WASHINGTON A senior U.S. senator warned the White House on Thursday to expect a tough battle over legislation to boost trade ties with Russia because of Moscow's human rights record and foreign policy, especially its support for rebellion-torn Syria.
"This is not a government that can be trusted to uphold its international commitments or give a fair shake to American businesses," Senator Jon Kyl, the No. 2 Republican in the Senate, said at a hearing on the Russia trade bill.
With Russia on the verge of joining the World Trade Organization, the United States is under pressure to repeal a largely symbolic Cold War-era provision known as the Jackson-Vanik amendment that is at odds with WTO rules.
The measure tied U.S. trade relations with the former Soviet Union to the rights of Jews and other religious minorities to emigrate freely. The Soviet Union collapsed two decades ago, and Russia has been judged to be in compliance with the Jackson-Vanik provision since the 1990s.
Senate Finance Committee Chairman Max Baucus, a Montana Democrat, said failure to repeal that measure and approve "permanent normal trade relations," or PNTR, would deny American companies the market-opening benefits of Russia joining the WTO.
"If the United States does not grant PNTR, that does not hurt Russia one whit. It hurts the United States, dramatically," Baucus said. "If we do grant PNTR, it helps Americans, it doesn't help Russia. It helps us."
Underscoring that point, a coalition of 173 U.S. companies and business groups released a letter on Thursday urging lawmakers to support the measure. "Without PNTR, U.S. companies and their employees will be left behind our competitors in this growing and profitable market," the coalition said.
WTO members approved Russia's entry in December, and it is expected to join formally by the end of July, 30 days after the Russia Duma passes legislation to implement remaining commitments under its WTO accession agreement.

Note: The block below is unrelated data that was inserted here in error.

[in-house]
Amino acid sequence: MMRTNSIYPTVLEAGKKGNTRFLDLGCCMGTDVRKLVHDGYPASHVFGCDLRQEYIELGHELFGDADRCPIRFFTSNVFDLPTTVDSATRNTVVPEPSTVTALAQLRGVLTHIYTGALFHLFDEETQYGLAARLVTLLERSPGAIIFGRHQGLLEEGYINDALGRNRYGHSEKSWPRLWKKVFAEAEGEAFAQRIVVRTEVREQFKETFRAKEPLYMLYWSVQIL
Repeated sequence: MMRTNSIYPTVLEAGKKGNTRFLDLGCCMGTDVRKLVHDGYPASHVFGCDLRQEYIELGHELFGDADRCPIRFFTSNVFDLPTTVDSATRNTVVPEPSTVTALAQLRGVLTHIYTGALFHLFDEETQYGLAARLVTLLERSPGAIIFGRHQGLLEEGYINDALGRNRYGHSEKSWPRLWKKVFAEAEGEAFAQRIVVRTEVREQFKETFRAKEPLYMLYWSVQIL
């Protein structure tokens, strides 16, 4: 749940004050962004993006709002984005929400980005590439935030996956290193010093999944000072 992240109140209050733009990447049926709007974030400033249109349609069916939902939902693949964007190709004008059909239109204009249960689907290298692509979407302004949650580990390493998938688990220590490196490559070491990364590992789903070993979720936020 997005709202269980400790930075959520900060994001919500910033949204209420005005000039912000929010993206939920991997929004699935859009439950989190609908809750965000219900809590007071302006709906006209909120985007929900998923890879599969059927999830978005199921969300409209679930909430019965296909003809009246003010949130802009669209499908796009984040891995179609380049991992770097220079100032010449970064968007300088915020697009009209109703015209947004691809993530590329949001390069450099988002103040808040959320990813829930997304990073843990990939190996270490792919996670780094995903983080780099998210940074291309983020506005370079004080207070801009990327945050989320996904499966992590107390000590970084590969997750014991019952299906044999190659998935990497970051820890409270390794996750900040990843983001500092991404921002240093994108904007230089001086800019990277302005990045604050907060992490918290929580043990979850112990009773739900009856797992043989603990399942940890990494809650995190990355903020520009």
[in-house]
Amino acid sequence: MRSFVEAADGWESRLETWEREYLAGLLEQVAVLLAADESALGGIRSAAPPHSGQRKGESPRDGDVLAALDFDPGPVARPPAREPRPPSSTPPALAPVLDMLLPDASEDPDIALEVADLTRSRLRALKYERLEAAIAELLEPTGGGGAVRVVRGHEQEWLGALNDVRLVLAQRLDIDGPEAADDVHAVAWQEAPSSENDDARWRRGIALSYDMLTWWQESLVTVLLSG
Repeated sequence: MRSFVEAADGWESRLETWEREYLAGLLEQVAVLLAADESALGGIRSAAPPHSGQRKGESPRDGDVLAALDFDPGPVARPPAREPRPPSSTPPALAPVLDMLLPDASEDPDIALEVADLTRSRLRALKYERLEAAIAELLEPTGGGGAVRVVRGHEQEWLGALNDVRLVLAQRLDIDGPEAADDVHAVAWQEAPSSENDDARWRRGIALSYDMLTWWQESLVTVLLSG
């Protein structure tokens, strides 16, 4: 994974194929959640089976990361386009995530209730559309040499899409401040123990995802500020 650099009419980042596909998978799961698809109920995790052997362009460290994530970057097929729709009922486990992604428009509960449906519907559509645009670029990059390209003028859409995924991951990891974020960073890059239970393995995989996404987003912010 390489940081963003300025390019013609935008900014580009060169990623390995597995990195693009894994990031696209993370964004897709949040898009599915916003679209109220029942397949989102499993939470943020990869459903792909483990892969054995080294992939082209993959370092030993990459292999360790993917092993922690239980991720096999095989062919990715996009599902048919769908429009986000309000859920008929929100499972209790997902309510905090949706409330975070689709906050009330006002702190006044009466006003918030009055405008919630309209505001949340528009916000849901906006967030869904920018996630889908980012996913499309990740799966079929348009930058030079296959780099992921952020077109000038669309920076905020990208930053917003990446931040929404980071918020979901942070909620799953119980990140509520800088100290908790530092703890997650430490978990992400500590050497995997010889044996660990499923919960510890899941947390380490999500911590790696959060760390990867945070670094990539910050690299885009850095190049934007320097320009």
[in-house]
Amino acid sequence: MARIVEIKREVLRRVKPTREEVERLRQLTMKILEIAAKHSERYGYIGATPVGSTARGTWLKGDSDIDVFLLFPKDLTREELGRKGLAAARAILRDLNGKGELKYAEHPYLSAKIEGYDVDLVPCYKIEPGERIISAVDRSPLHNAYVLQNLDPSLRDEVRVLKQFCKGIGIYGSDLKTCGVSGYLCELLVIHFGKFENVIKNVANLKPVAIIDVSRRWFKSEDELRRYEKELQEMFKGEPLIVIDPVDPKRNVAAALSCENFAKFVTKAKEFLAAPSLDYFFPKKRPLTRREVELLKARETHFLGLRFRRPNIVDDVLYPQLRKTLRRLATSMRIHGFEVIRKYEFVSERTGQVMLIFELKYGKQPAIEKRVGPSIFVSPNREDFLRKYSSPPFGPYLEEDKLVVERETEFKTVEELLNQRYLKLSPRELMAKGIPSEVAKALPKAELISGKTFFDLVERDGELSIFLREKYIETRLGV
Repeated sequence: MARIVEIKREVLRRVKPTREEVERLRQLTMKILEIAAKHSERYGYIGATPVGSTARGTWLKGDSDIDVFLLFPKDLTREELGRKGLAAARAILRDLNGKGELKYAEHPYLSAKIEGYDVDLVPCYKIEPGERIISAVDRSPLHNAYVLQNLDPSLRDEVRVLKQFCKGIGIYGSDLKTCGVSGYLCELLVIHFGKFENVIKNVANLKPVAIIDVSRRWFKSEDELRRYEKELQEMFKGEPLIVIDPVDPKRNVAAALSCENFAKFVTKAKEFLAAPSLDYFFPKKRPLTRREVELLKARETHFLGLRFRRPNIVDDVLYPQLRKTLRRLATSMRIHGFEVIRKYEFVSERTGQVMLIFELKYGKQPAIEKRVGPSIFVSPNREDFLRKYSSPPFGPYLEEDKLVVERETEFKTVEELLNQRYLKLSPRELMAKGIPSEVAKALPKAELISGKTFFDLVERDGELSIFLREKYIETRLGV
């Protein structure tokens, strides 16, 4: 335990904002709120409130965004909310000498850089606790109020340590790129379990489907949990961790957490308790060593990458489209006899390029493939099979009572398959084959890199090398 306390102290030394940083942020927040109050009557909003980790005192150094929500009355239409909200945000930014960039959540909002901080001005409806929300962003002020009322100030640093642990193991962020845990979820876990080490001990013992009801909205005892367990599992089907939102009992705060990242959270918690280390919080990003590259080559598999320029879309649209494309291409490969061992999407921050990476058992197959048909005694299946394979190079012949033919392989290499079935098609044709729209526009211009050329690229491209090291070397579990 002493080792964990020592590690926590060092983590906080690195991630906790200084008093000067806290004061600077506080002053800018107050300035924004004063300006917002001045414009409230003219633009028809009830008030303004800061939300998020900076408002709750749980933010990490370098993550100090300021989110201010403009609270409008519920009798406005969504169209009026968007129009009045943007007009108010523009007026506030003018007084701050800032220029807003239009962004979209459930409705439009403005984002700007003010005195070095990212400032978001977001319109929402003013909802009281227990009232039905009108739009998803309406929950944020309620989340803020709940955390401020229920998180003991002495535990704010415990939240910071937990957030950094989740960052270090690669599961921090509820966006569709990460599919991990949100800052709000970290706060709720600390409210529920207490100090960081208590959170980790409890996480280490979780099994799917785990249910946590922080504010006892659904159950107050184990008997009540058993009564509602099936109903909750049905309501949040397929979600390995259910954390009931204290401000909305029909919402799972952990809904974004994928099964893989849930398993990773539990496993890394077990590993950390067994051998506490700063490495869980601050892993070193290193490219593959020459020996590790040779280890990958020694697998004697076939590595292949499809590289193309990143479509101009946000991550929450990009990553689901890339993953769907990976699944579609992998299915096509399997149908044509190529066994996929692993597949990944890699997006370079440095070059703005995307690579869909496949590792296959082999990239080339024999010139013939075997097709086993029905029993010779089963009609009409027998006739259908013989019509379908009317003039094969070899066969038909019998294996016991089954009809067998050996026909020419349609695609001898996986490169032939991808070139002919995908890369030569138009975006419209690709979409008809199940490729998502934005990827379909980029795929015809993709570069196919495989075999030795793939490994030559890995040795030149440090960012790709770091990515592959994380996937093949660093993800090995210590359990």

WAITING FOR RUSSIAN ACTION
Baucus told reporters after the hearing with U.S. industry groups he intended to move PNTR legislation in the Democrat-controlled Senate in the coming months, but probably would wait for the Duma to act first.
"Then we know that Russia is in the WTO," Baucus said.
The Republican-controlled House of Representatives also has to approve PNTR, but has not scheduled any action on it yet.
Kyl and other lawmakers on both sides of the aisle raised concerns at the hearing about Moscow's commitment to human rights, respect for the rule of law and its blocking of steps to try to end Syrian President Bashar al-Assad's bloody crackdown on a year-long rebellion.
"It isn't a slam dunk," Kyl said. "Yes, Russia should become part of the community of law-abiding commercial nations. The question is whether the proposed agreement and repeal of Jackson-Vanik gets us there."
In another sign of the tough political environment for PNTR, two U.S. senators denounced Russia on the Senate floor for selling arms to Syria. They are part of a bipartisan group of 17 senators who are urging the U.S. government to stop buying helicopters for the Afghan military from a Russian company, Rosoboronexport, that also exports weapons to Syria.
"Russia is the top supplier of weapons to Syria, reportedly selling up to $1 billion or more worth of arms just last year," said Senator John Cornyn, a Republican. "You can imagine my shock and dismay when I found out that our own Department of Defense has a contract, a no-bid contract, with this same Russian arms merchant that is helping arm the Assad regime."
Said Senator Richard Durbin, the Senate's number two Democrat: "It is time for us to step back and say to the … Russians, we can no longer continue this relationship. You are going to subsidize the killing of innocent people, we cannot afford to do business with you."
A number of lawmakers want to attach legislation to the PNTR bill to pressure Russian to improve human rights.
Baucus said he wanted to keep the two efforts separate, but was prepared to work with other senators on rights concerns.
(Additional reporting by Susan Cornwell; Editing by Philip Barbara)